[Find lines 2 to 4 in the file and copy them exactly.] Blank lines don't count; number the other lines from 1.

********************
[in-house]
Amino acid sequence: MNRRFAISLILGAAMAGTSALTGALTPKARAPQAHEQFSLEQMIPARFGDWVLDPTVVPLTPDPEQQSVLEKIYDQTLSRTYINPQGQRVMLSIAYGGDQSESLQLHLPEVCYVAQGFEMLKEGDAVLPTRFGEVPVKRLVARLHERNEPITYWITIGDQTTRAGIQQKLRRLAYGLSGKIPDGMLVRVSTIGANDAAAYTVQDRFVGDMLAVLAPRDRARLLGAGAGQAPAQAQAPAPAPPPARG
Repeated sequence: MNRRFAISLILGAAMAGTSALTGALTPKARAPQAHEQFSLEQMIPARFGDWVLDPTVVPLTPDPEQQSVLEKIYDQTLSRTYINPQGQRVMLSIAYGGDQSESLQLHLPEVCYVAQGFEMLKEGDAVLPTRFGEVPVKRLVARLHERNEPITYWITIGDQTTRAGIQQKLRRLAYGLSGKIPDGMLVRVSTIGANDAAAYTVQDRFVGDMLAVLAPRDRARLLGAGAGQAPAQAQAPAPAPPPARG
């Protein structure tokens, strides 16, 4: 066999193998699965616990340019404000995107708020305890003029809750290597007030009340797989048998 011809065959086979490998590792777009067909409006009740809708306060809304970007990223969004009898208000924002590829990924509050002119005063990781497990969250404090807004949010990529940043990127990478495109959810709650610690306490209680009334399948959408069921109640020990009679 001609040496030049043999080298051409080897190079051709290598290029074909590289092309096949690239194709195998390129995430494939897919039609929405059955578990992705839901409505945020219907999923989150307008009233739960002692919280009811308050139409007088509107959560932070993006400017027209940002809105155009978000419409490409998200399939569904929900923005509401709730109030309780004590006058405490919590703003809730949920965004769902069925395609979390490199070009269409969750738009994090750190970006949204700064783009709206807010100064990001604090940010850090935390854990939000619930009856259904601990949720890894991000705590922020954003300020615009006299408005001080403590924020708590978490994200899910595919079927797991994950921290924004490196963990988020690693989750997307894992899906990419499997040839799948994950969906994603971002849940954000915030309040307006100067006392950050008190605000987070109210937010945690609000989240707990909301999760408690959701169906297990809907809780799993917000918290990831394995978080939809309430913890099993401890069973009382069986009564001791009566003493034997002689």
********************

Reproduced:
Amino acid sequence: MNRRFAISLILGAAMAGTSALTGALTPKARAPQAHEQFSLEQMIPARFGDWVLDPTVVPLTPDPEQQSVLEKIYDQTLSRTYINPQGQRVMLSIAYGGDQSESLQLHLPEVCYVAQGFEMLKEGDAVLPTRFGEVPVKRLVARLHERNEPITYWITIGDQTTRAGIQQKLRRLAYGLSGKIPDGMLVRVSTIGANDAAAYTVQDRFVGDMLAVLAPRDRARLLGAGAGQAPAQAQAPAPAPPPARG
Repeated sequence: MNRRFAISLILGAAMAGTSALTGALTPKARAPQAHEQFSLEQMIPARFGDWVLDPTVVPLTPDPEQQSVLEKIYDQTLSRTYINPQGQRVMLSIAYGGDQSESLQLHLPEVCYVAQGFEMLKEGDAVLPTRFGEVPVKRLVARLHERNEPITYWITIGDQTTRAGIQQKLRRLAYGLSGKIPDGMLVRVSTIGANDAAAYTVQDRFVGDMLAVLAPRDRARLLGAGAGQAPAQAQAPAPAPPPARG
């Protein structure tokens, strides 16, 4: 066999193998699965616990340019404000995107708020305890003029809750290597007030009340797989048998 011809065959086979490998590792777009067909409006009740809708306060809304970007990223969004009898208000924002590829990924509050002119005063990781497990969250404090807004949010990529940043990127990478495109959810709650610690306490209680009334399948959408069921109640020990009679 001609040496030049043999080298051409080897190079051709290598290029074909590289092309096949690239194709195998390129995430494939897919039609929405059955578990992705839901409505945020219907999923989150307008009233739960002692919280009811308050139409007088509107959560932070993006400017027209940002809105155009978000419409490409998200399939569904929900923005509401709730109030309780004590006058405490919590703003809730949920965004769902069925395609979390490199070009269409969750738009994090750190970006949204700064783009709206807010100064990001604090940010850090935390854990939000619930009856259904601990949720890894991000705590922020954003300020615009006299408005001080403590924020708590978490994200899910595919079927797991994950921290924004490196963990988020690693989750997307894992899906990419499997040839799948994950969906994603971002849940954000915030309040307006100067006392950050008190605000987070109210937010945690609000989240707990909301999760408690959701169906297990809907809780799993917000918290990831394995978080939809309430913890099993401890069973009382069986009564001791009566003493034997002689």